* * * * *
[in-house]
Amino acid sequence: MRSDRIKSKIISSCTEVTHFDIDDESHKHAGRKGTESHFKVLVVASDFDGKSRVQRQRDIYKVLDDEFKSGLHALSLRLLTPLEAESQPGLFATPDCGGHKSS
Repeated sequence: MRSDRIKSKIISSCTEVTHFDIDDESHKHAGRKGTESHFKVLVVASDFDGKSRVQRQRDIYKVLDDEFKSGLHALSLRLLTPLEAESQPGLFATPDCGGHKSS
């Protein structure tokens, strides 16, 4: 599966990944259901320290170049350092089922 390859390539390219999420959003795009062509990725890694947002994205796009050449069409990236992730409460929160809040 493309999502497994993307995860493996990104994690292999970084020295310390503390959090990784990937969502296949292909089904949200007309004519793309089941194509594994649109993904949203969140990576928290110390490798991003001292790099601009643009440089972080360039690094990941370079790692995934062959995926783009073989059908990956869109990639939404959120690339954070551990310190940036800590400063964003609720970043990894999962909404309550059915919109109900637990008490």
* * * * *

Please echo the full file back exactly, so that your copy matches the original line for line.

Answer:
[in-house]
Amino acid sequence: MRSDRIKSKIISSCTEVTHFDIDDESHKHAGRKGTESHFKVLVVASDFDGKSRVQRQRDIYKVLDDEFKSGLHALSLRLLTPLEAESQPGLFATPDCGGHKSS
Repeated sequence: MRSDRIKSKIISSCTEVTHFDIDDESHKHAGRKGTESHFKVLVVASDFDGKSRVQRQRDIYKVLDDEFKSGLHALSLRLLTPLEAESQPGLFATPDCGGHKSS
């Protein structure tokens, strides 16, 4: 599966990944259901320290170049350092089922 390859390539390219999420959003795009062509990725890694947002994205796009050449069409990236992730409460929160809040 493309999502497994993307995860493996990104994690292999970084020295310390503390959090990784990937969502296949292909089904949200007309004519793309089941194509594994649109993904949203969140990576928290110390490798991003001292790099601009643009440089972080360039690094990941370079790692995934062959995926783009073989059908990956869109990639939404959120690339954070551990310190940036800590400063964003609720970043990894999962909404309550059915919109109900637990008490």